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Our Work

Jan 7, 2013

Replacement for Bluestem pack alpha male

An adult male Mexican wolf, designated M1133, may soon be exploring its new territory in the Apache National Forest of east-central Arizona. The Mexican Wolf Reintroduction Project’s interagency field team (IFT) recently received approval from Dr. Benjamin Tuggle, the U.S. Fish and Wildlife Service’s (Service) Regional Director, in coordination with the Arizona Game and Fish Department, to conduct this initial (a wolf born and raised in captivity) release in mid-January adjacent to the Bluestem pack to replace the pack’s alpha male that was illegally killed last summer.

The release is contingent upon the IFT’s current survey work to determine and ensure no other male wolf has paired with the existing Bluestem alpha female, AF1042.

All initial wolf releases occur in Arizona in the primary recovery zone of the Blue Range Wolf Recovery Area in compliance with the existing federal 10(j) rule covering the reintroduction project. The last initial release of wolves occurred in 2008.

In January 2012, during its regular monthly public meeting, the Arizona Game and Fish Commission voted unanimously to give the department director the authority to approve a wolf release, in coordination with the Service, in cases where an animal is lost from the population due to an unlawful act. When a wolf is lost by any other cause of mortality, the commission, not the director, must approve the release.

The IFT closely manages all initially-released wolves to reduce the potential of nuisance-related behaviors and livestock depredations once they are free-ranging in the wild. Past experience has shown that initially-released wolves sometimes require intensive management to assist them in learning to avoid situations that may lead to conflict with human activity or with livestock that also utilize the Apache-Sitgreaves National Forests.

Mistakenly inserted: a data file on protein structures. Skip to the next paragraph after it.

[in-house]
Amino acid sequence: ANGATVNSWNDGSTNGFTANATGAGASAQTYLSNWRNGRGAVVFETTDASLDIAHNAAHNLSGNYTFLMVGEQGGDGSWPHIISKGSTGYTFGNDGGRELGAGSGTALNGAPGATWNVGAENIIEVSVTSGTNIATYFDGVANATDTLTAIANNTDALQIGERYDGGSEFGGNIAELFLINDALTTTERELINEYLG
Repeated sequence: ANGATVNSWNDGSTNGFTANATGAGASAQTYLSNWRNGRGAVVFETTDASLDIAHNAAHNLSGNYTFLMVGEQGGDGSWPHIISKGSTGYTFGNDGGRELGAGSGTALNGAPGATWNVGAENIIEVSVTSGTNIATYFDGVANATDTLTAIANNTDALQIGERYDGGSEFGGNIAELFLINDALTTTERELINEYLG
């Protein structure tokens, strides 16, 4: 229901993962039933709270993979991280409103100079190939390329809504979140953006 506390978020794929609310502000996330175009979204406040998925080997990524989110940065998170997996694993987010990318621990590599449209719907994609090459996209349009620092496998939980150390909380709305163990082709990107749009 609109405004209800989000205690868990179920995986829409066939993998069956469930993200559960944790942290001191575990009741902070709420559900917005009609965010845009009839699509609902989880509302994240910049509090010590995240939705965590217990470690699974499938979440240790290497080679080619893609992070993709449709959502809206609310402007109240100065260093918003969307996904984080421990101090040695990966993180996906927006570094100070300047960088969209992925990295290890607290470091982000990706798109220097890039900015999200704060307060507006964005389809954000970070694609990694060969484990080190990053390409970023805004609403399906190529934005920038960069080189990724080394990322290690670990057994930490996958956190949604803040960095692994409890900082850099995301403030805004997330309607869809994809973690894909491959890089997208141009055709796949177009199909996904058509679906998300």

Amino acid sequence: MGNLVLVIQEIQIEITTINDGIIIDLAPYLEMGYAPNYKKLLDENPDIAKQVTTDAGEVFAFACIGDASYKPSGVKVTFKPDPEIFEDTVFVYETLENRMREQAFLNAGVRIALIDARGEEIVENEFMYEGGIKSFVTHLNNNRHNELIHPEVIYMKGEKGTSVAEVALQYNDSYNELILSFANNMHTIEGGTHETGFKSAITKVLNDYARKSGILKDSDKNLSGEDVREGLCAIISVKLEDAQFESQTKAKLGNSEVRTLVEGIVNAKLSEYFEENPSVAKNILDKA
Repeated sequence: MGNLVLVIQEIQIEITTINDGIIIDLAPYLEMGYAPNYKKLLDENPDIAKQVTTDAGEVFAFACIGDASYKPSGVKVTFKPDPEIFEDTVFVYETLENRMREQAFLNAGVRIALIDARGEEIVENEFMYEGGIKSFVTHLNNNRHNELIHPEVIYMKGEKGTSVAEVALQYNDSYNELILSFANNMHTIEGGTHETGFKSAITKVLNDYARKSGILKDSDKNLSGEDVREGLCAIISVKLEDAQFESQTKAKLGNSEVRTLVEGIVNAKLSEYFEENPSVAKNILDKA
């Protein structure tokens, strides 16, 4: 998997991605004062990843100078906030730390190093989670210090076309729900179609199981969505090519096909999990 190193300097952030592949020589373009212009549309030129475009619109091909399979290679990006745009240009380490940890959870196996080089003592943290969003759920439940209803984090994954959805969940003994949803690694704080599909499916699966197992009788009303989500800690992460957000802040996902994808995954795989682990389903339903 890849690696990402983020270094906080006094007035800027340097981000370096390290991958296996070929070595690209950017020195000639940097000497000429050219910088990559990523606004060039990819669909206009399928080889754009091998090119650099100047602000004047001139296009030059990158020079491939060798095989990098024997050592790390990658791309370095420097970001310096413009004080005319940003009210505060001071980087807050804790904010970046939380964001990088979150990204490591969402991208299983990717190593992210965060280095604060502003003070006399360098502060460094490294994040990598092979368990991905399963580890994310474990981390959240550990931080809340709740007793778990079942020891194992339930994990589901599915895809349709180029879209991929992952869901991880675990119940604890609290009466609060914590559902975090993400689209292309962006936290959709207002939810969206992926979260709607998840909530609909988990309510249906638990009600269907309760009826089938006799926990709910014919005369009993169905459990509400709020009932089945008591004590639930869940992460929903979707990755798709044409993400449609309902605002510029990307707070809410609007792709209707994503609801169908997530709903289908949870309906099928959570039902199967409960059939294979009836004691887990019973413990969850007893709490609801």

News About the Mexican Wolves Campaign

  • New Mexico rancher who trapped wolf to appeal loss of permit +

    December 17, 2018

    The Associated Press

    A New Mexico rancher who trapped an endangered Mexican gray wolf and hit it

    Read More
  • Forest Service revokes permit for rancher who trapped wolf +

    December 4, 2018

    Albuquerque Journal (via the Associated Press)

     ALBUQUERQUE, N.M. — The U.S. Forest Service has revoked a grazing

    Read More
  • Wolf advocates sue: 'Recovery plan' sets Mexican wolves on road to extinction +

    For immediate release

    Jan. 30, 2018


    Matthew Bishop, Western Environmental Law Center, 406-324-8011, This email address is being protected from spambots. You need JavaScript enabled to view it.

    Christopher Smith, WildEarth Guardians, 505-395-6177,

    Read More
  • Court Lifts Injunction Blocking Mexican Gray Wolf Releases - +

    Court Lifts Injunction Blocking Mexican Gray Wolf Releases


    DENVER (April 25, 2017) – The 10 th U.S. Circuit Court

    Read More
  • The State Game Commission will make another important decision about the future of wild creatures in New Mexico. +

    September 30, 2015

    The New Mexican

    The State Game Commission will make another important decision today about the future of

    Read More
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